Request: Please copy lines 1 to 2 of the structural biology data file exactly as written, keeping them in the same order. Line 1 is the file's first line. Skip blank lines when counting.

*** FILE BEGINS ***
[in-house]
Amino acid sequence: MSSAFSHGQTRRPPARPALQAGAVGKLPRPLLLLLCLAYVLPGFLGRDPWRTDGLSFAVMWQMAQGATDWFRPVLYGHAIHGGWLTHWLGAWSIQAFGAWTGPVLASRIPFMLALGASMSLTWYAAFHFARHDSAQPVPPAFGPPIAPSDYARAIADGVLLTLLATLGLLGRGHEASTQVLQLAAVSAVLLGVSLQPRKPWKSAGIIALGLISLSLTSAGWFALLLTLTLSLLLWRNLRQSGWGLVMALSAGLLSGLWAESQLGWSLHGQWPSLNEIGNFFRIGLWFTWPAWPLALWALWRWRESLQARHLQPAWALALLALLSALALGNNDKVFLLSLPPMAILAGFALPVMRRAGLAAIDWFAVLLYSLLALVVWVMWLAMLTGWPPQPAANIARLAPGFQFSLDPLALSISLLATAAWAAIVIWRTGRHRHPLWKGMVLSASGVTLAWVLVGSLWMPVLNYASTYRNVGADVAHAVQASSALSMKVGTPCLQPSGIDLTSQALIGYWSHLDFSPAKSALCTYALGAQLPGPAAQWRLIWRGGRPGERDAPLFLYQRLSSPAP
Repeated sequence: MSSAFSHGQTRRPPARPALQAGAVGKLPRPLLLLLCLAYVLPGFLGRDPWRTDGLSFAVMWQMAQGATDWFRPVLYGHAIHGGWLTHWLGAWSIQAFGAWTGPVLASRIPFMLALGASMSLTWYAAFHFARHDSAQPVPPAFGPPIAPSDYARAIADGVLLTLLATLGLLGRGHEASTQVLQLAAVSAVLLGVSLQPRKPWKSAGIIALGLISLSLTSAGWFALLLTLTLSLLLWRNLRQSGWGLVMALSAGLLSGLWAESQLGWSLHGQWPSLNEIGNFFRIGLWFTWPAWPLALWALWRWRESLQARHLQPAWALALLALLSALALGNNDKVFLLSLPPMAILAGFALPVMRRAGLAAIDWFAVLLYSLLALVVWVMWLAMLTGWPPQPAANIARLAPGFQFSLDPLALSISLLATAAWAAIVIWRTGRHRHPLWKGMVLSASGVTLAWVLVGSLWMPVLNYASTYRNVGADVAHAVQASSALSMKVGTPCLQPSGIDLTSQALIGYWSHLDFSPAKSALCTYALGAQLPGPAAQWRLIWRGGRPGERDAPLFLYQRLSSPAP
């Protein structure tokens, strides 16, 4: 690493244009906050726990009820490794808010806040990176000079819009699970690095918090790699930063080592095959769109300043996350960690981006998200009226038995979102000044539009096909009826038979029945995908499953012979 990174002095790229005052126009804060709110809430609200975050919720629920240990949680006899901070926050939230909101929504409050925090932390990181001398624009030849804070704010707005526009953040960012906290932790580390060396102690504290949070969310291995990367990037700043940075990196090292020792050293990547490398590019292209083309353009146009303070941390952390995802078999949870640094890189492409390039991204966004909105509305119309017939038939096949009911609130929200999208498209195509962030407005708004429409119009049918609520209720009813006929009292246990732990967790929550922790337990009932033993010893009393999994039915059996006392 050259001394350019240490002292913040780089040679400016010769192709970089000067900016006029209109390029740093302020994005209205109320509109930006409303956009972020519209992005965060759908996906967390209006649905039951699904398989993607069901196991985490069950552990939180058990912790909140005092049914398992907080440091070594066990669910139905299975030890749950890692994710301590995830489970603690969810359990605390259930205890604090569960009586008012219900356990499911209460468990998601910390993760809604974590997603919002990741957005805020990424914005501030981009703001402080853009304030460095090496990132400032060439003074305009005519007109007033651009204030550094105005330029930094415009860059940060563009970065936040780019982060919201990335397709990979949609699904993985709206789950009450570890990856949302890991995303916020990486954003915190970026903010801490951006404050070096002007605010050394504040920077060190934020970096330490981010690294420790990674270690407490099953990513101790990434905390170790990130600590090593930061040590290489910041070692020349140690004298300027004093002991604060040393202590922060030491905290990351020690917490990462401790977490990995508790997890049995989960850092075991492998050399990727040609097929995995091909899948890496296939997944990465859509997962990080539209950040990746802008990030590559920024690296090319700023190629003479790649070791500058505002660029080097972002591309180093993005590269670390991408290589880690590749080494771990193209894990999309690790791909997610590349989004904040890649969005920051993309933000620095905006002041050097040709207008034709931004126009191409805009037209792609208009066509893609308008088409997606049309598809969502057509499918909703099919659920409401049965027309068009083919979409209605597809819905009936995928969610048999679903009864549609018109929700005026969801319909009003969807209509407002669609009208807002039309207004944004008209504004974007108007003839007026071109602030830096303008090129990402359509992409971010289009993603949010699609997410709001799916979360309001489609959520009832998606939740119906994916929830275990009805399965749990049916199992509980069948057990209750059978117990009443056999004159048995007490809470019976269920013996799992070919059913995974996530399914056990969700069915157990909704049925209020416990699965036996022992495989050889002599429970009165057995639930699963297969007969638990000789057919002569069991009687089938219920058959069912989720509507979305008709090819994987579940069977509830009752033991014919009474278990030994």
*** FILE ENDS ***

[in-house]
Amino acid sequence: MSSAFSHGQTRRPPARPALQAGAVGKLPRPLLLLLCLAYVLPGFLGRDPWRTDGLSFAVMWQMAQGATDWFRPVLYGHAIHGGWLTHWLGAWSIQAFGAWTGPVLASRIPFMLALGASMSLTWYAAFHFARHDSAQPVPPAFGPPIAPSDYARAIADGVLLTLLATLGLLGRGHEASTQVLQLAAVSAVLLGVSLQPRKPWKSAGIIALGLISLSLTSAGWFALLLTLTLSLLLWRNLRQSGWGLVMALSAGLLSGLWAESQLGWSLHGQWPSLNEIGNFFRIGLWFTWPAWPLALWALWRWRESLQARHLQPAWALALLALLSALALGNNDKVFLLSLPPMAILAGFALPVMRRAGLAAIDWFAVLLYSLLALVVWVMWLAMLTGWPPQPAANIARLAPGFQFSLDPLALSISLLATAAWAAIVIWRTGRHRHPLWKGMVLSASGVTLAWVLVGSLWMPVLNYASTYRNVGADVAHAVQASSALSMKVGTPCLQPSGIDLTSQALIGYWSHLDFSPAKSALCTYALGAQLPGPAAQWRLIWRGGRPGERDAPLFLYQRLSSPAP